With the World Series ending early Monday, six Orioles are now free agents. The club has five days — until 11:59 p.m. Friday — to exclusively talk extensions before the players can begin negotiating with other teams.
Rarely do players sign during the exclusive period — since they are so close to testing the market and discovering what other teams think they are worth. Orioles executive vice president Dan Duquette conceded this point recently, saying he expected all six to test the market.
Here's a six-part look — in alphabetical order — at each Oriole free agent's prospects along with a prediction of the likelihood of their return (one being the lowest chance, 10 the highest).
Name: Steve Pearce
Position: Right-handed-hitting infielder/outfielder
Born: April 13, 1983
2015 stats: .218 average, .289 on-base percentage, 15 homers in 92 games
2015 salary: $3.7 million
Qualifying offer possibility: None.
Prospects heading into free agency: Somewhat disappointing because of an uneven 2015 campaign. After giving the Orioles a huge lift in their 2014 playoff run, Pearce drifted through a nightmare for much of this past season. He battled injuries and ineffectiveness at the plate and never really got into a rhythm. He hit six homers in his final 22 games, which was encouraging, but he batted .198 during that span.
Why he'll stay an Oriole: After bouncing around for years, Pearce found a home with the Orioles and manager Buck Showalter. He's the ultimate Showalter player. He'll run through a wall, play any position needed and won't complain. He didn't blink when Showalter put him at second base this year despite having never played the position as a pro. And he handled it adequately, which likely increased his free-agent value some. If anything, Pearce's work ethic can be detrimental because he tries so hard that he often ends up pressing — and occasionally hurting himself. His wrist woes worsened in 2013 because of all the extra batting practice he took. In an open market, Pearce might be able to get more money from another team, but there's no guarantee they'd trust him and utilize him the way Showalter does. A solid offer should get a deal done, especially since Pearce could be valuable insurance at first base if Chris Davis leaves via free agency and Christian Walker and Trey Mancini aren't yet ready for a full-time gig.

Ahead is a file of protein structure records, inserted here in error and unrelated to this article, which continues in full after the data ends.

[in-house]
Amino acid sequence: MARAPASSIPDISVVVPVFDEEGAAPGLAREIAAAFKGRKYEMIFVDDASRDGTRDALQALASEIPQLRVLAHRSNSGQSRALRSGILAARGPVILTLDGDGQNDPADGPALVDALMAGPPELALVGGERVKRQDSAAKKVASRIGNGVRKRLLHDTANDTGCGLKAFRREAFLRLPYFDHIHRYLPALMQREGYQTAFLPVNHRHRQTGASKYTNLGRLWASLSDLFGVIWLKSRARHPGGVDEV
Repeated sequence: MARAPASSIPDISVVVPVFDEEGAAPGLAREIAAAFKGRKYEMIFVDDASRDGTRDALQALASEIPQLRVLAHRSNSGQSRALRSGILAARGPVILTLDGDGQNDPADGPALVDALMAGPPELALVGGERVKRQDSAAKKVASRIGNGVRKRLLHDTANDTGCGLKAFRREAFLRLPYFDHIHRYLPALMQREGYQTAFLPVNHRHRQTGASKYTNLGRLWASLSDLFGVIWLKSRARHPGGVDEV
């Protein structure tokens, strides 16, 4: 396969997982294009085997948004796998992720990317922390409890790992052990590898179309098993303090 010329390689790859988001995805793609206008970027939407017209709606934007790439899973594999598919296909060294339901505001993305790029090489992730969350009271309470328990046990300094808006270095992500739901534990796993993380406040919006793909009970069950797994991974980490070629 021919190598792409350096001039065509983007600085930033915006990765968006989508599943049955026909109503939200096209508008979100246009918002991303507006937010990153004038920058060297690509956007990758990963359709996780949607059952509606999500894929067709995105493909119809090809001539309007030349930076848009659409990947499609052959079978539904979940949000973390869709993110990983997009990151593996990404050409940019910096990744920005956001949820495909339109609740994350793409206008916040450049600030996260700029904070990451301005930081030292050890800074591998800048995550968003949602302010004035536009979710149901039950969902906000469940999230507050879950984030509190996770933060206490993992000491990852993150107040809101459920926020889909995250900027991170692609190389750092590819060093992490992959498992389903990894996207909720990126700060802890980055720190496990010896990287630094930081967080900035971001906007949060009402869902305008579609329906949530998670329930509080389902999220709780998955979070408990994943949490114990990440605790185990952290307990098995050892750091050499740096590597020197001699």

Why he'll leave the Orioles: His numbers are replaceable and he's coming off a tough year. But Pearce has still hit 36 homers in 632 at-bats over his past two seasons, and there are scouts that love his gritty attitude and right-handed pop. Every time he has been released by one organization, another is there to give him a shot. So it wouldn't be surprising if some small-market teams that want to add power jump in and dangle a two-year deal worth more than what the Orioles would offer. For a guy who has bounced around as much as Pearce has, multi-year security has to be a major consideration. Although it is not a perfect comparison, designated hitter/first baseman Kendrys Morales was a year younger than Pearce last offseason when he secured a two-year deal (and an option) with the Kansas City Royals worth a guaranteed $17 million. Morales, a switch-hitter, has a more established track record, but had five fewer homers (in 337 more at-bats) and batted a few points lower than Pearce (.258 to .255) over his two seasons before heading into free agency. Morales was a risk last offseason and it paid off tremendously for the Royals; maybe another team sees the same in Pearce. It's what makes free agency so hard to predict.
Best landing spot: The Tampa Bay Rays sure seem like a match. Pearce has hit more homers (seven) at Tropicana Field than in any other ballpark besides Camden Yards. He grew up in Lakeland, Fla., an easy drive to St. Petersburg. And he definitely fits the Rays' free-agent profile: An under-the-radar player with defensive versatility and a team-first attitude.
Connolly's scale of return: 7